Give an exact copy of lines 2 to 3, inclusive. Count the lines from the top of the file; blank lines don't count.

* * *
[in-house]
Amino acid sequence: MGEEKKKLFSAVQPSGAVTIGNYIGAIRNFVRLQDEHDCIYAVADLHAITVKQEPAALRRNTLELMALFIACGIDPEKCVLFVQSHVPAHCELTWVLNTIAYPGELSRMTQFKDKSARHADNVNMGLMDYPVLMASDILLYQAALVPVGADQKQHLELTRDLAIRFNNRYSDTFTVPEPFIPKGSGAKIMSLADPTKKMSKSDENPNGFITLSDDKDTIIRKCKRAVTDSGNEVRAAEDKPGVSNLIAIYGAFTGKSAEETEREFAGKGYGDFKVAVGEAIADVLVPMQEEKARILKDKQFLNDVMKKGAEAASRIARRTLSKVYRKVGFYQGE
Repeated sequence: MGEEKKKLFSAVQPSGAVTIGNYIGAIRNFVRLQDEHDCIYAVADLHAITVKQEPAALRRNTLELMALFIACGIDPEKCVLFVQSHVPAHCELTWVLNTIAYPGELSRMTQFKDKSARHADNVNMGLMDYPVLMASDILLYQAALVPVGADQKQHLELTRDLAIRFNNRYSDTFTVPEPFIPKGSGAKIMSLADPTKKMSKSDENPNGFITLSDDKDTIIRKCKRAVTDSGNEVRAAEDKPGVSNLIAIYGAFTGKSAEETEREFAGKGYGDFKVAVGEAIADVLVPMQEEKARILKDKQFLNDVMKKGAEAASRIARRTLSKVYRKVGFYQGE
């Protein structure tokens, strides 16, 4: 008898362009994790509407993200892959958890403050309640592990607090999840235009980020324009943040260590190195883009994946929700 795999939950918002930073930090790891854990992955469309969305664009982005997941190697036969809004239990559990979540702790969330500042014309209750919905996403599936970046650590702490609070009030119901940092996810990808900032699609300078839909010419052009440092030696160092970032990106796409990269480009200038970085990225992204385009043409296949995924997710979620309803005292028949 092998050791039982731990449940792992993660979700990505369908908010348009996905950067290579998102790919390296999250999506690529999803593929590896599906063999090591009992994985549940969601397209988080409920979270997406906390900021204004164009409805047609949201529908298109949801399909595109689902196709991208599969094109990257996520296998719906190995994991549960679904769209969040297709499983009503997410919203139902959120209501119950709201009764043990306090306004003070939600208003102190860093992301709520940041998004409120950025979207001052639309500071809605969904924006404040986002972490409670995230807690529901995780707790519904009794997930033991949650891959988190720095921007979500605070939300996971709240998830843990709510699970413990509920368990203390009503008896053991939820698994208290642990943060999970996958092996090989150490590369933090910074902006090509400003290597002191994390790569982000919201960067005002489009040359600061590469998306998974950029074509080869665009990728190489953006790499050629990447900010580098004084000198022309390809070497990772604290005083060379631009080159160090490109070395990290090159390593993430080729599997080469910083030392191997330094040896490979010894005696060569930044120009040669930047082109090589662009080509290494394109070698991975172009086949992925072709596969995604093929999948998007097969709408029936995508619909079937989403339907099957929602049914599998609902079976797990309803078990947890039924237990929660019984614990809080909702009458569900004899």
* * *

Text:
Amino acid sequence: MGEEKKKLFSAVQPSGAVTIGNYIGAIRNFVRLQDEHDCIYAVADLHAITVKQEPAALRRNTLELMALFIACGIDPEKCVLFVQSHVPAHCELTWVLNTIAYPGELSRMTQFKDKSARHADNVNMGLMDYPVLMASDILLYQAALVPVGADQKQHLELTRDLAIRFNNRYSDTFTVPEPFIPKGSGAKIMSLADPTKKMSKSDENPNGFITLSDDKDTIIRKCKRAVTDSGNEVRAAEDKPGVSNLIAIYGAFTGKSAEETEREFAGKGYGDFKVAVGEAIADVLVPMQEEKARILKDKQFLNDVMKKGAEAASRIARRTLSKVYRKVGFYQGE
Repeated sequence: MGEEKKKLFSAVQPSGAVTIGNYIGAIRNFVRLQDEHDCIYAVADLHAITVKQEPAALRRNTLELMALFIACGIDPEKCVLFVQSHVPAHCELTWVLNTIAYPGELSRMTQFKDKSARHADNVNMGLMDYPVLMASDILLYQAALVPVGADQKQHLELTRDLAIRFNNRYSDTFTVPEPFIPKGSGAKIMSLADPTKKMSKSDENPNGFITLSDDKDTIIRKCKRAVTDSGNEVRAAEDKPGVSNLIAIYGAFTGKSAEETEREFAGKGYGDFKVAVGEAIADVLVPMQEEKARILKDKQFLNDVMKKGAEAASRIARRTLSKVYRKVGFYQGE